It looks like Hyundai is ready to move forward from the internal combustion engine (ICE). After reportedly halting the development of new diesel engines earlier this year, the Korean automaker is now set to reduce its combustion engine lineup.
According to a report by Reuters, Hyundai Motor Group will slash the number of its internal combustion engines (ICEs) by 50%. This is to free up resources that Hyundai can invest in electric vehicles. The move has supposedly been approved by top management as early as March according to two people close to the matter.
“It is an important business move, which first and foremost allows the release of R&D resources to focus on the rest: electric motors, batteries, fuel cells,” the person close to the matter said to Reuters.
This news about Hyundai planning to cut its combustion engine lineup doesn't come as a surprise. With the Korean automaker already having the Ioniq EV sub-brand, they are looking to launch more electric vehicles soon. Currently, they now have the Ioniq 5 which serves as their first-ever dedicated EV crossover. In the future, they will launch the Ioniq 6 and the Ioniq 7 which will become the brand's first-ever electric sedan and large SUV.
Under the company's Strategy 2025, Hyundai also plans on becoming a smart mobility solution provider via two core pillars: smart mobility devices and smart mobility services. The company is looking to target younger demographics with affordable battery-electric vehicles (BEVs). By 2025, Hyundai aims to sell 670,000 EVs annually (560,000 BEVs and 110,000 fuel-cell vehicles).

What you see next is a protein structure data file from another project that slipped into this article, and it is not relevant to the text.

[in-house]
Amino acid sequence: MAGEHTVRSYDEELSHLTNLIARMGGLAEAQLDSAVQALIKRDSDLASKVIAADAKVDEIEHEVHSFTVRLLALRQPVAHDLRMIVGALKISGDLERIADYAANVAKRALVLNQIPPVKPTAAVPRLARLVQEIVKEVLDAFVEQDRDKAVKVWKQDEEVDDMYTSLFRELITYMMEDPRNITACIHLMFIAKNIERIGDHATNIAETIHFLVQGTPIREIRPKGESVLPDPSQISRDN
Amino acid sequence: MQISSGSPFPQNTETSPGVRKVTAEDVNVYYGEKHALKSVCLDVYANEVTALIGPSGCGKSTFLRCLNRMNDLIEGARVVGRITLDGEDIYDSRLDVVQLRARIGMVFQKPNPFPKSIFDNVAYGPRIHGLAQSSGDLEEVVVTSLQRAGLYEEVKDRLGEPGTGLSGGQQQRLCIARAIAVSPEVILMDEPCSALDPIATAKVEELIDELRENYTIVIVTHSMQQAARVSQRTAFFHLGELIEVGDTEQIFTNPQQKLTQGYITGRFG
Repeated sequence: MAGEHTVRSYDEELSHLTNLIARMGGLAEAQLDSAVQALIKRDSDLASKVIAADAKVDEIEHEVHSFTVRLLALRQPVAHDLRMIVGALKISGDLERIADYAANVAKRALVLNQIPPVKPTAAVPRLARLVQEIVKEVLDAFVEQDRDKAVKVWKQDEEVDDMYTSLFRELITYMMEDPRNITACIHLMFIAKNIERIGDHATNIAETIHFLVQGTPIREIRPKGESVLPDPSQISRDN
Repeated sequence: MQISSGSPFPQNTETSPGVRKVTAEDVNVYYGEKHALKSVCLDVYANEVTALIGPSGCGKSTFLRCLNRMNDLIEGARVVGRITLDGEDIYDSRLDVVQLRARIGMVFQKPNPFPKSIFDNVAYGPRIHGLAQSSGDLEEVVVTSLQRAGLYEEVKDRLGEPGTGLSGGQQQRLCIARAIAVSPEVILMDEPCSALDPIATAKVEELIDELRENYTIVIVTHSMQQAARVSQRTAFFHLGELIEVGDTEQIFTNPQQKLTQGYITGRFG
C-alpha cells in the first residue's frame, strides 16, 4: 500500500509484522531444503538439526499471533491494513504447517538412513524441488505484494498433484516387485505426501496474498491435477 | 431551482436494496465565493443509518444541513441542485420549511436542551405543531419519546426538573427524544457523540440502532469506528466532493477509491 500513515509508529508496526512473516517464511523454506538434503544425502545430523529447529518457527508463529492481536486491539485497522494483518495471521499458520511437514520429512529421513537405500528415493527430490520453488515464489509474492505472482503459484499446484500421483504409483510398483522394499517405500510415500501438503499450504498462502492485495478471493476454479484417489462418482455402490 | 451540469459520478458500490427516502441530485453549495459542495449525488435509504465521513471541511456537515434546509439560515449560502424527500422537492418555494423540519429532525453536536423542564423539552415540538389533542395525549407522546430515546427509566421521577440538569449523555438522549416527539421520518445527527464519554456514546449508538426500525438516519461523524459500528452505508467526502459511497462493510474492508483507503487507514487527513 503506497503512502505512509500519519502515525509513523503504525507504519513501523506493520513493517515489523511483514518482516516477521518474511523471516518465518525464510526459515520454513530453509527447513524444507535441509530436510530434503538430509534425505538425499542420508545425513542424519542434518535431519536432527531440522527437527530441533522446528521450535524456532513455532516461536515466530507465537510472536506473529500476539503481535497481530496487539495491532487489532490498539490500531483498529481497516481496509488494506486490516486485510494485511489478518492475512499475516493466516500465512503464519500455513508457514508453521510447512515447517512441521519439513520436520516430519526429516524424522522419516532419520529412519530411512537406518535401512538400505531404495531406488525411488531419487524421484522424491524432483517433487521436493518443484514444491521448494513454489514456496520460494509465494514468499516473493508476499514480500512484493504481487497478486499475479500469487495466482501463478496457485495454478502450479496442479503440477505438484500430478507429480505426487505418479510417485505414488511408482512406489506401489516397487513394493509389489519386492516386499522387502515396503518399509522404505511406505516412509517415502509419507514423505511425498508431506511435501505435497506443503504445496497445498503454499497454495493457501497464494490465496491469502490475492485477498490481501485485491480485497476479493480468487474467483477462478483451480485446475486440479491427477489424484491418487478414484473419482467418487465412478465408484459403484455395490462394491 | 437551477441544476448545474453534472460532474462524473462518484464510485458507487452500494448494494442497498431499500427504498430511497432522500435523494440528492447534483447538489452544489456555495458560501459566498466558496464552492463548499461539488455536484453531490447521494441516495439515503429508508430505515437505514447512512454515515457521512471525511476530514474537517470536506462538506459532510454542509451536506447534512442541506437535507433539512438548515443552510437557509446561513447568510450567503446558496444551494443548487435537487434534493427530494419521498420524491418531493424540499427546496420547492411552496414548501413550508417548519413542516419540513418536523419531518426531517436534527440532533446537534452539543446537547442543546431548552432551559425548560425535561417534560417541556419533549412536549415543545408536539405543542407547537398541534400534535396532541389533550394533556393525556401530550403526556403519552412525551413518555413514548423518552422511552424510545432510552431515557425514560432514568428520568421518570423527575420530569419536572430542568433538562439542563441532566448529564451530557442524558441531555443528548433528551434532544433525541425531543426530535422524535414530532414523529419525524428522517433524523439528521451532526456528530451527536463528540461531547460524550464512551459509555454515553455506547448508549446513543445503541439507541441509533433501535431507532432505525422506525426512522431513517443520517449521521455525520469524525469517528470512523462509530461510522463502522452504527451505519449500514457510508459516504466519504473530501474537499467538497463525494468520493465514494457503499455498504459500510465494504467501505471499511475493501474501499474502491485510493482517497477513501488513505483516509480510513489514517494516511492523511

By cutting its ICE lineup, the Korean automaker will be able to accelerate its adoption of making eco-friendly vehicles such as EVs and fuel cell vehicles. Moreover, the company aims to gradually expand its battery EV offerings in key markets like the US, Europe, and China. By 2040, Hyundai's goal is to have fully transitioned into electrification.
As Hyundai looks towards the future of zero emissions and electrified mobility, it seems the days of developing new ICEs are coming to a close. With strict emission standards on the horizon, more and more automakers are slowly making the switch to developing EVs.
Will the Philippines be able to keep up with the times? There are already automakers offering EVs and hybrids in the country. But with most of the market still hesitant about hybrids/EVs, combined with the lack of tax incentives for greener vehicles, it might take the Philippines some more years before buyers actually prefer hybrids over cars with combustion engines.